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Is there a limit to technological progress? - Clément Vidal


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Many generations have felt they’ve reached the pinnacle of technological advancement. Yet, if you look back 100 years, the technologies we take for granted today would seem like impossible magic. So — will there be a point where we reach an actual limit of technological progress? And if so, are we anywhere near that limit now? Clément Vidal consults Kardashev’s scale to find out.

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At first, it seems that we could imagine any future technological progress. But physics puts boundaries on our imagination. Physics allows to define progress with general notions such as energy or scale. Since the laws of physics apply throughout the universe, such a definition of progress may also apply to extraterrestrial civilizations and not only to planet Earth.

The Kardashev scale was proposed back in 1964, and it doesn’t look a day older. Energy is necessary for everything we do, and we do consume more and more of it. However, exponential energy use is hard to sustain! Energy specialists have argued that we are on the verge of a solar, or heliocultural revolution. Energy has been central in previous human revolutions, such as the industrial revolution. Historically, such energy revolutions go in concert with other revolutions: in human consciousness, science, technology, economy and society. What will these be in the case of the solar revolution? It is our role today to think about and to shape this transition.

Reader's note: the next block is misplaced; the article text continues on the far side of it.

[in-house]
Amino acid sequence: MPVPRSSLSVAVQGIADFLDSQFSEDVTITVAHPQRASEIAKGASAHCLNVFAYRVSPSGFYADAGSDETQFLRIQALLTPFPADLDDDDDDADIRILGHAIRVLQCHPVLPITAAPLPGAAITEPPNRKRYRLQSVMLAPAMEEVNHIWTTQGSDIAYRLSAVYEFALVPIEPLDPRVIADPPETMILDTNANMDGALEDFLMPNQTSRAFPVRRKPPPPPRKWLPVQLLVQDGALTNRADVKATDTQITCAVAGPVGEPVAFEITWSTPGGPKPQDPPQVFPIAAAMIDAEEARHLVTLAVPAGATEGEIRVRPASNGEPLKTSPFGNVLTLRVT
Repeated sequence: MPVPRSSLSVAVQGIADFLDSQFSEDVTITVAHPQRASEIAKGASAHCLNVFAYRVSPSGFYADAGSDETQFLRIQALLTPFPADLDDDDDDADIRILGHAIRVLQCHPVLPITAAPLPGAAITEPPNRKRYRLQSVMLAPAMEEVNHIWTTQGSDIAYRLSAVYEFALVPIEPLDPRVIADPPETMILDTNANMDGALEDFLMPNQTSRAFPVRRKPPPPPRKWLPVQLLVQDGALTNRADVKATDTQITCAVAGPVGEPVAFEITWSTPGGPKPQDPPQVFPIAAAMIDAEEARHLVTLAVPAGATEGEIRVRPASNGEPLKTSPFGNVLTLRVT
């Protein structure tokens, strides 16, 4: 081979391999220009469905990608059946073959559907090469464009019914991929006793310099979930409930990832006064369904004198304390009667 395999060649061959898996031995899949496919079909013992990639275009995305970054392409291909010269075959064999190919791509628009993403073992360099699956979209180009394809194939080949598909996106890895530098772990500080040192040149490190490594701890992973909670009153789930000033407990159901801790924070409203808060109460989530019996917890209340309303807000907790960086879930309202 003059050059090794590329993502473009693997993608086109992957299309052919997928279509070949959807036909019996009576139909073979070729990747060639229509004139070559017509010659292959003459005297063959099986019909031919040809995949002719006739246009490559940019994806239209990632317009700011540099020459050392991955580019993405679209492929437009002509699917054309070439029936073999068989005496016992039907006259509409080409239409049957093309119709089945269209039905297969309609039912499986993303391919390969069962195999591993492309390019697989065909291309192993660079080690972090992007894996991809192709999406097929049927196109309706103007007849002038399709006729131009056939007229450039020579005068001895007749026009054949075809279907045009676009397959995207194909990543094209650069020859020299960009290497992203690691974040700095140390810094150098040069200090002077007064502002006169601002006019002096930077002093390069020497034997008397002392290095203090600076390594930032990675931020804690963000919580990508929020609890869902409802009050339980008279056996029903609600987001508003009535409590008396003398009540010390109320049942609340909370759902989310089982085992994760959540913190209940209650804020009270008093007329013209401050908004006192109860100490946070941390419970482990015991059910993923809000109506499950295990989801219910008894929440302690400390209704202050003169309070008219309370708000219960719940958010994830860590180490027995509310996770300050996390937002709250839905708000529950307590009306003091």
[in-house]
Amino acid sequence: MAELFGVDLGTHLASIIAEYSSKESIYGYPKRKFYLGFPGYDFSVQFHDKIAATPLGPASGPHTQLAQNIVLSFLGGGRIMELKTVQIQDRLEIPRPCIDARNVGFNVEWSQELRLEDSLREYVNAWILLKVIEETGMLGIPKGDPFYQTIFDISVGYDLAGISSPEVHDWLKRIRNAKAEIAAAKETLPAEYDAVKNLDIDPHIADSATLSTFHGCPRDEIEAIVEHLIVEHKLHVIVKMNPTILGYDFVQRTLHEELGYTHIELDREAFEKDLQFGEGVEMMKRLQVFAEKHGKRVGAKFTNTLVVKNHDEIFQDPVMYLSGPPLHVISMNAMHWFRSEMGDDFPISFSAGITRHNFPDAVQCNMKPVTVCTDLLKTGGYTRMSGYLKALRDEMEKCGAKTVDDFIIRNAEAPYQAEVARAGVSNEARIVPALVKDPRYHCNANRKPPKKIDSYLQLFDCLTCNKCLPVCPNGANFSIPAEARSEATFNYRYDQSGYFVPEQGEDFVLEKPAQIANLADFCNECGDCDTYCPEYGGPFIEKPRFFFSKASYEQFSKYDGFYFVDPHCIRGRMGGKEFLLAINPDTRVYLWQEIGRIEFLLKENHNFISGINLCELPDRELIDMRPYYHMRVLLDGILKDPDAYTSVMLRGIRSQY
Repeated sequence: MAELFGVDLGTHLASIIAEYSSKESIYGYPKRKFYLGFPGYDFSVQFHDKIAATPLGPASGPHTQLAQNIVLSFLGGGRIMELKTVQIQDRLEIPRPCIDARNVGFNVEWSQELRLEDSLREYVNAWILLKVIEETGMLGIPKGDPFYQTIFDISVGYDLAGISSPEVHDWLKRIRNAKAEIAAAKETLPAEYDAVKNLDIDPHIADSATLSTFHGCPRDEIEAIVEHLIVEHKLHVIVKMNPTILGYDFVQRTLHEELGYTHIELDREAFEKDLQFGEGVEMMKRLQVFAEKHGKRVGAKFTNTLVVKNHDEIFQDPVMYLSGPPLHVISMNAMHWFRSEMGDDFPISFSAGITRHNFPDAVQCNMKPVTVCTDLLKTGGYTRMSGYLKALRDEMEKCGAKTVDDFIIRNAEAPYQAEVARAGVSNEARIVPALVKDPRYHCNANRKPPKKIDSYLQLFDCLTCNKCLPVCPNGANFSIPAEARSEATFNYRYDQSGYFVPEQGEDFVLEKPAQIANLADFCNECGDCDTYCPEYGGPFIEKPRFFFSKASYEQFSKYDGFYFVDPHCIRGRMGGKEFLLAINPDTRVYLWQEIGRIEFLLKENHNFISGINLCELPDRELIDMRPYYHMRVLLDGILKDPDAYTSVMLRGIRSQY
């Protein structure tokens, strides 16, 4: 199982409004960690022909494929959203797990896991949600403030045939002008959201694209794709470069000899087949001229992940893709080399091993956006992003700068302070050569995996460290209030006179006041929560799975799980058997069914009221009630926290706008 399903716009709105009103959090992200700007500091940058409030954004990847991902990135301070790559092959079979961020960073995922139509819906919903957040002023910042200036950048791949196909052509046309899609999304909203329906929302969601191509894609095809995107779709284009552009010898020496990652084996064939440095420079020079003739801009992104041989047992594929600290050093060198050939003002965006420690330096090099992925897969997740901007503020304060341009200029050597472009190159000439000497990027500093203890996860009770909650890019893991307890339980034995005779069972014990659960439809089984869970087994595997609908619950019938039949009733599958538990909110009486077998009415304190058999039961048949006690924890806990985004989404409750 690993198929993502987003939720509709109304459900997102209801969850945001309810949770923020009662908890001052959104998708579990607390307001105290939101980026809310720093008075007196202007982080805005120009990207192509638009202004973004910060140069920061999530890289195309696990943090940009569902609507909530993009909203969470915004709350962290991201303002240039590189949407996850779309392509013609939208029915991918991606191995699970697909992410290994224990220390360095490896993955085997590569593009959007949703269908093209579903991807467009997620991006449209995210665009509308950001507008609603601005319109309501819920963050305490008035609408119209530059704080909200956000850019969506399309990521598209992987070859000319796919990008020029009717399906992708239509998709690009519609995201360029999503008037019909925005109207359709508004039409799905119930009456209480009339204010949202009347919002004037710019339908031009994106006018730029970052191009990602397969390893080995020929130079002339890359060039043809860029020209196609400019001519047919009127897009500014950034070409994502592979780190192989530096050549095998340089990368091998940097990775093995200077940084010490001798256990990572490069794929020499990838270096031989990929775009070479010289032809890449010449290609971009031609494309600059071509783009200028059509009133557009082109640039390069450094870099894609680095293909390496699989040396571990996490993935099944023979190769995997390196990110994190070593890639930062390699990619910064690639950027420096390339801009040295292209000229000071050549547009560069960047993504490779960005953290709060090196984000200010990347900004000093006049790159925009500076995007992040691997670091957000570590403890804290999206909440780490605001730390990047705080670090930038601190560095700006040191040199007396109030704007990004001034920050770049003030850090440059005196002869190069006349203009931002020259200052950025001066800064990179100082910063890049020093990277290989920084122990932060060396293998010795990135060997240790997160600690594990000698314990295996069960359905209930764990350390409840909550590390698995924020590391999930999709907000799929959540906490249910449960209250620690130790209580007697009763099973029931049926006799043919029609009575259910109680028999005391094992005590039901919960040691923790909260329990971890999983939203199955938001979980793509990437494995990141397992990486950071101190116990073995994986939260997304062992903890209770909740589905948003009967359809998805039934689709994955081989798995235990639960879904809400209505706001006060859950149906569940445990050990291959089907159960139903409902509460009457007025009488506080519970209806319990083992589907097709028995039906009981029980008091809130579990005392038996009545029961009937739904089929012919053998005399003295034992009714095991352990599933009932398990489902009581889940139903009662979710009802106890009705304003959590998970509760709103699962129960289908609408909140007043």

Barrow’s scale was introduced in 1998, balancing the idea that only more energy matters for progress. Richard Feynman popularized the fact that small scales hold a great potential for future technologies, by giving a lecture entitled “there’s plenty of room at the bottom.”

Quitting the boundary of the Earth, Dyson has proposed to extract stellar energy with solar panels, and educator Clément Vidal has argued that active energy extraction from stars may also be an option. For more details about his work in this area, see his website, his book, and a video about the big future.

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TED-Ed Animations feature the words and ideas of educators brought to life by professional animators. Are you an educator or animator interested in creating a TED-Ed Animation? Nominate yourself here »

Meet The Creators

  • Educator Clement Vidal
  • Director Bálint Gelley
  • Script Editor Alex Gendler
  • Storyboard Artist Daniel Gray
  • Layout Artist Daniel Gray
  • Designer Lili Korcsok
  • Composer Gergely Buttinger
  • Sound Designer Zoltán Vadon
  • Narrator Addison Anderson

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